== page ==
Wednesday, September 3, 2014

Publications: Kites in 'Arabia' (iBook)

Apple iBooks has just published (1 September) a new book by Prof. David Kennedy with Rebecca Banks and Emergent Form's Paul Houghton on Kites in 'Arabia'.

Kites in 'Arabia'
David Kennedy with Rebecca Banks and Paul Houghton
September 1, 2014
iBooks for iPad or Mac OS X 10.9 or later
Emergent Form
225 pages
US$4.99/ AU$5.99/ £2.99
Edit 25/20/2016 - the iBook is free to Download.

The book offers an approachable survey and analysis of the stone built structures known as Kites  found throughout Arabia - the huge arid region extending from south-eastern Turkey through Syria, Iraq, Jordan and Saudi Arabia to Yemen.  The volume examines Kites from their first discovery by the RAF pilots who were the 'Pioneers' of aerial photography in the inter-war period in Transjordan to recent research and interpretation conducted by various professionals in the field. Distribution, form and function of the Kites is discussed and extensively illustrated with references provided throughout. The volume benefits from David Kennedy's long established interest and passion for aerial photography and archaeology in the Middle East, and draws on the extensive reconnaissance performed by the Aerial Archaeology in Jordan Project and historical imagery research of the APAAME Project. The book also includes extensive appendices illustrating types and locations of Kites across 'Arabia', and historical accounts of Kites by early explorers in the Middle East.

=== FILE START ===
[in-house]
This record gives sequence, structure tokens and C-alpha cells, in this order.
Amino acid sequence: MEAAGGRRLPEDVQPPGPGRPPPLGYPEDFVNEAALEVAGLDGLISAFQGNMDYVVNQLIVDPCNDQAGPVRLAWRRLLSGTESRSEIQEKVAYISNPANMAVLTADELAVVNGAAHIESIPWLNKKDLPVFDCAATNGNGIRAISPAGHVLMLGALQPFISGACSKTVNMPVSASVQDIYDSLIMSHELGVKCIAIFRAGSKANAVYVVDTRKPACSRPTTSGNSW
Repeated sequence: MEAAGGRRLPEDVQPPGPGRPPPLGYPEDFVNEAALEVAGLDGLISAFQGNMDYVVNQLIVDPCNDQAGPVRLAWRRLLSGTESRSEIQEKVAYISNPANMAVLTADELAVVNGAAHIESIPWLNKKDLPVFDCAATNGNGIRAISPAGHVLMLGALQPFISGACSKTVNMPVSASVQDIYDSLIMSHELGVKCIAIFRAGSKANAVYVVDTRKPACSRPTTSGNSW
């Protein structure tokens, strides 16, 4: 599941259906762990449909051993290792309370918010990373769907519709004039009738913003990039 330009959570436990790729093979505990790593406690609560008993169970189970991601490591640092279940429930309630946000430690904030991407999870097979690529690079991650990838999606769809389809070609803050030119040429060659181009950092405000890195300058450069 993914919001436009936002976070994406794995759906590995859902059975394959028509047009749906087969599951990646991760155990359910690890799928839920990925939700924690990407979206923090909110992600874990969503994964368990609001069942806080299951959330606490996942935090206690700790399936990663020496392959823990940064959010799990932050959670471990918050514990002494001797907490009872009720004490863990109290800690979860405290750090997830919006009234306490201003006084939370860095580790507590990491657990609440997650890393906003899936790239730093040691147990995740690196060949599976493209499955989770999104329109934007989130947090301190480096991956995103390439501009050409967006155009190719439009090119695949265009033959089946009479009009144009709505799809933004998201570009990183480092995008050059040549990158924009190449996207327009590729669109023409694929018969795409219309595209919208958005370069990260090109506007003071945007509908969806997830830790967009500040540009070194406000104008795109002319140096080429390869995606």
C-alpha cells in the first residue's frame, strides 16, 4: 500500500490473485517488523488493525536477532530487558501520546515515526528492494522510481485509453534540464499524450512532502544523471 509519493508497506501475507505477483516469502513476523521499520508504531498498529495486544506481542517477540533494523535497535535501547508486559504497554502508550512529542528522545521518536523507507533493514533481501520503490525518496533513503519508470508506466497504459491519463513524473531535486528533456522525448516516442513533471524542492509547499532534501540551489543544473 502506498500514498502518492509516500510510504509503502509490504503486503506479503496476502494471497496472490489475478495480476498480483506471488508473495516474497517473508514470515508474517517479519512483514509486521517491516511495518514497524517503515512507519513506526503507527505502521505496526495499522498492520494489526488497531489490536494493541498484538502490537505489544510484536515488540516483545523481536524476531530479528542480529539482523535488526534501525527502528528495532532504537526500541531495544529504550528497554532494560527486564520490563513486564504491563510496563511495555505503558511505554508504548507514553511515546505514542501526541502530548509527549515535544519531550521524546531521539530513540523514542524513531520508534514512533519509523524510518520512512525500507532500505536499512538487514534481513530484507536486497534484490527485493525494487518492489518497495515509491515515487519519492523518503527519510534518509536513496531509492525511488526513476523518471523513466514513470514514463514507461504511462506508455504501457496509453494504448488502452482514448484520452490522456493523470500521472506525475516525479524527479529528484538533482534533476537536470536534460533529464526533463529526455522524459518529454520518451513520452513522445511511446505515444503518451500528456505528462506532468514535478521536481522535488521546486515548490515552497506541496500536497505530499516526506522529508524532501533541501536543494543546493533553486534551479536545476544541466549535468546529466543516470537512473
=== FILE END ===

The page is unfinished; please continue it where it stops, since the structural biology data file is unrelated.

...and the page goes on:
The medium of iBook was chosen for two primary reasons: accessibility and inclusion of illustrations. We have made the iBook available for just US$4.99/ AU$5.99/ £2.99 to make the publication affordable. Images have been profusely included to illustrate the features described, something that would have astronomically increased publication costs in a printed edition. Moreover the electronic format allows for interactive features which enhance the illustrative elements and for video interviews and footage taken from the helicopter.

Heavy on content, the iBook does come out at roughly 1GB to download, but fortunately will only ever be as heavy as carrying around your laptop or iPad.

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